Whatever we call it, we can only hope this "War on Something" is slightly more successful than the "War on Drugs". Since the Nixon Administration, complete with a Tsar, a term loaded with meaning that would appear contrary to American values, we have been fighting that one and the result is more drugs in higher potencies at lower prices. Yippee! If this war goes like that one we'll all soon be dead and in our place decent Muslims will be persecuted by a small minority of radical non-thinkers. Interestingly Republicans say Democrats would do less to protect us from Islamic extremists. Think about it; Al Qaeda is against alternate lifestyles, reproductive choice, minority rights and just about everything else that distinguishes the Democratic platform from the Republican. From the extreme right of American politics you get a feeling that some of them would be comfortable under an Al Qaeda government. Sorry, that was a typical hyperbolic blog statement. Should anyone have been offended by that statement I apologize (Sweet! overreaching blog statement countered with recently pervasive non-apology apology! Yes!).

Like the "duck and cover" exercises of the past, we have our current practices akin to a child's security blanket. The most obvious is the Terror Alert System. I believe we are in Orange and have been for the past 20 months or so. Take a moment and think of how your life has changed in this bright hue of alertness? Was a moment too long? Perhaps you stocked up on your plastic sheeting and duct tape when we were still in magenta? If so, make sure the expiration date on both is still good. Comedian Ron White suggested a two stage system- 1. Get a (expletive) helmet. 2. Put the (expletive) helmet on. As logical as the current system and much more action oriented.

We’ve also had droves of smokers bumming lights outside airports since their lighters were confiscated when they boarded. Some 80% of all the items TSA confiscated were lighters, in some cases taking four or five lighters off a single passenger who, in his or her nicotine driven paranoia, stashed multiple incendiary devices in their carry-on hoping to sneak one through. As an attachment to the Intelligence Bill signed in December 2004, the Congress banned lighters in reaction to the Shoe Bomber incident in 2001. The law came into effect the following spring, almost four years after a bruised Richard Reid was taken into custody. In between the President signing the law and the application of the ban several months later, TSA officials informed passengers that they would soon not be able to take on the lighter they now had in their possession. I tried to make that sentence more coherent, but the substance made it impossible. How the "terrorists" missed that window I do not know. In mid-2007 the TSA Chief Kip Hawley admitted taking lighters was "security theater" and all but torch type lighters were supposedly allowed, though you still see all sort of lighters being confiscated to this day. Maybe not everyone got the memo.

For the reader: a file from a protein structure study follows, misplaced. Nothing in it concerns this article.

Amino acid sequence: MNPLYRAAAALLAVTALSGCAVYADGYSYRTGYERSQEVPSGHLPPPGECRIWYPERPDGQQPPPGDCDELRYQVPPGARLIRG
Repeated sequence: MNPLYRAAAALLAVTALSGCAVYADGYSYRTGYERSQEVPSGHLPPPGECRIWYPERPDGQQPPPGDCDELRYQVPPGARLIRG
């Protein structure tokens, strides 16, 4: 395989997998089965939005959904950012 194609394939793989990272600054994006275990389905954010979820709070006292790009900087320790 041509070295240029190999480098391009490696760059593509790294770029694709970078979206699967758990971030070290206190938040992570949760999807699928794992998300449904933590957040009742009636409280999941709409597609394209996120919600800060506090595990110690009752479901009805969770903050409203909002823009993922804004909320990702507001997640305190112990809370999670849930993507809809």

Matches were never banned as it was not deemed cost effective. How that gelled with the Cheney 1% premise (if there is even a 1% chance of a terrorist event taking place that could have a significant impact we must address it as if it was sure to happen) is unclear. That the 1% premise turns risk management on its head and ensures more likely scenarios will not be properly addressed due to limited resources is actually a comforting thought since no advanced civilization could really be that stupid so there must be sound logic at its foundation and risk management is just made up business speak to keep consultants employed. Right?

We are assured all these measures have been successful, along with a few dents in our civil liberties, since there hasn't been another major terrorist attack since 9/11. Improved security coordination internally and externally along with us calling Al Qaeda out to the parking lot of Iraq and our half completed efforts in Afghanistan probably has done much more. It's difficult to know what Al Qaeda and their affiliated groups are thinking or planning since pollsters tend to shy away from beheadings. However, that hasn't stopped dozens of politicians from asserting with great certainty what has or hasn't emboldened or assisted the enemy.